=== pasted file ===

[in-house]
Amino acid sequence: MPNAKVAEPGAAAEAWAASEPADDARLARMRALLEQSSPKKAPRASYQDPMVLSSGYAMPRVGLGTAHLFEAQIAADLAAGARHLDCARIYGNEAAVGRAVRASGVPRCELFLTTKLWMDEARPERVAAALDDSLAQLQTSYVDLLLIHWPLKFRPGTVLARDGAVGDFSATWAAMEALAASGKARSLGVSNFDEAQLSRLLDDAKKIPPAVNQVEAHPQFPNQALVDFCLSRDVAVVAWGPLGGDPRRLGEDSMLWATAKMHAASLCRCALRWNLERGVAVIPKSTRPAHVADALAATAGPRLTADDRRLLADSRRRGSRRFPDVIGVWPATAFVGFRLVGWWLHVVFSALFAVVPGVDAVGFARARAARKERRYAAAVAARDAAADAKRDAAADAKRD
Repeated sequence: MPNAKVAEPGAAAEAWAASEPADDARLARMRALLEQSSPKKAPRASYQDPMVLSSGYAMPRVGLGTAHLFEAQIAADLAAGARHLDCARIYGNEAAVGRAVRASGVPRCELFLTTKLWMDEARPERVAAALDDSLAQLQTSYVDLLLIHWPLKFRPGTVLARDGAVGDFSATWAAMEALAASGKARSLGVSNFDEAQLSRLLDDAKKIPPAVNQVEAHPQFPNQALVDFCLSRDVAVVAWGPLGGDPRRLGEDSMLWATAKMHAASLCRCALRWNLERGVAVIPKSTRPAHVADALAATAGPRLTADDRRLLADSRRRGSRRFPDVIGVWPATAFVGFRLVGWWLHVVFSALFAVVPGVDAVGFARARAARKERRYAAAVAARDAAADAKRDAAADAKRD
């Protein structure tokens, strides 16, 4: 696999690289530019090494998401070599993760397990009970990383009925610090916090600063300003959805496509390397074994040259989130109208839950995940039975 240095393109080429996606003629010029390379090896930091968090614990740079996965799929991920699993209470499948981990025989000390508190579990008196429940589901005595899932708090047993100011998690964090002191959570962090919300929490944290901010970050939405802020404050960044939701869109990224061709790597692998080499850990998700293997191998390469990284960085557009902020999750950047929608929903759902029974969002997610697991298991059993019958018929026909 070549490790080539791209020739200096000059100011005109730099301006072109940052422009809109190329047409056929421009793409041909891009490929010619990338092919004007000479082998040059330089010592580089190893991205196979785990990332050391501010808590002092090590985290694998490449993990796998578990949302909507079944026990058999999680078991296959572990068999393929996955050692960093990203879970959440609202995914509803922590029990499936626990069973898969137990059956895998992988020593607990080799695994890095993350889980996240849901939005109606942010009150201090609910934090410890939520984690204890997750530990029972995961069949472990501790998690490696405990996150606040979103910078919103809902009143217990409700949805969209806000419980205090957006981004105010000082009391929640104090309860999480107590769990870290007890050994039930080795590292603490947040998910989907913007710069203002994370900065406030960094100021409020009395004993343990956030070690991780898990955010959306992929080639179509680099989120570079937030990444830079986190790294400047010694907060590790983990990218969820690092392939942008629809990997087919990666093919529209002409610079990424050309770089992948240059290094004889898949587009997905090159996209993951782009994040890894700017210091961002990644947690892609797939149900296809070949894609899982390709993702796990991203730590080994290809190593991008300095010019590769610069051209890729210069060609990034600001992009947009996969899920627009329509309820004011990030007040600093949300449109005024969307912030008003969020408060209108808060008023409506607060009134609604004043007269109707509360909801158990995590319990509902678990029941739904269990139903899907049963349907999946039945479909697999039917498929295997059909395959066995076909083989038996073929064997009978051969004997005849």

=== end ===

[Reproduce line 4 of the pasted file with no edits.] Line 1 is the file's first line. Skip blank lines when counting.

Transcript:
């Protein structure tokens, strides 16, 4: 696999690289530019090494998401070599993760397990009970990383009925610090916090600063300003959805496509390397074994040259989130109208839950995940039975 240095393109080429996606003629010029390379090896930091968090614990740079996965799929991920699993209470499948981990025989000390508190579990008196429940589901005595899932708090047993100011998690964090002191959570962090919300929490944290901010970050939405802020404050960044939701869109990224061709790597692998080499850990998700293997191998390469990284960085557009902020999750950047929608929903759902029974969002997610697991298991059993019958018929026909 070549490790080539791209020739200096000059100011005109730099301006072109940052422009809109190329047409056929421009793409041909891009490929010619990338092919004007000479082998040059330089010592580089190893991205196979785990990332050391501010808590002092090590985290694998490449993990796998578990949302909507079944026990058999999680078991296959572990068999393929996955050692960093990203879970959440609202995914509803922590029990499936626990069973898969137990059956895998992988020593607990080799695994890095993350889980996240849901939005109606942010009150201090609910934090410890939520984690204890997750530990029972995961069949472990501790998690490696405990996150606040979103910078919103809902009143217990409700949805969209806000419980205090957006981004105010000082009391929640104090309860999480107590769990870290007890050994039930080795590292603490947040998910989907913007710069203002994370900065406030960094100021409020009395004993343990956030070690991780898990955010959306992929080639179509680099989120570079937030990444830079986190790294400047010694907060590790983990990218969820690092392939942008629809990997087919990666093919529209002409610079990424050309770089992948240059290094004889898949587009997905090159996209993951782009994040890894700017210091961002990644947690892609797939149900296809070949894609899982390709993702796990991203730590080994290809190593991008300095010019590769610069051209890729210069060609990034600001992009947009996969899920627009329509309820004011990030007040600093949300449109005024969307912030008003969020408060209108808060008023409506607060009134609604004043007269109707509360909801158990995590319990509902678990029941739904269990139903899907049963349907999946039945479909697999039917498929295997059909395959066995076909083989038996073929064997009978051969004997005849």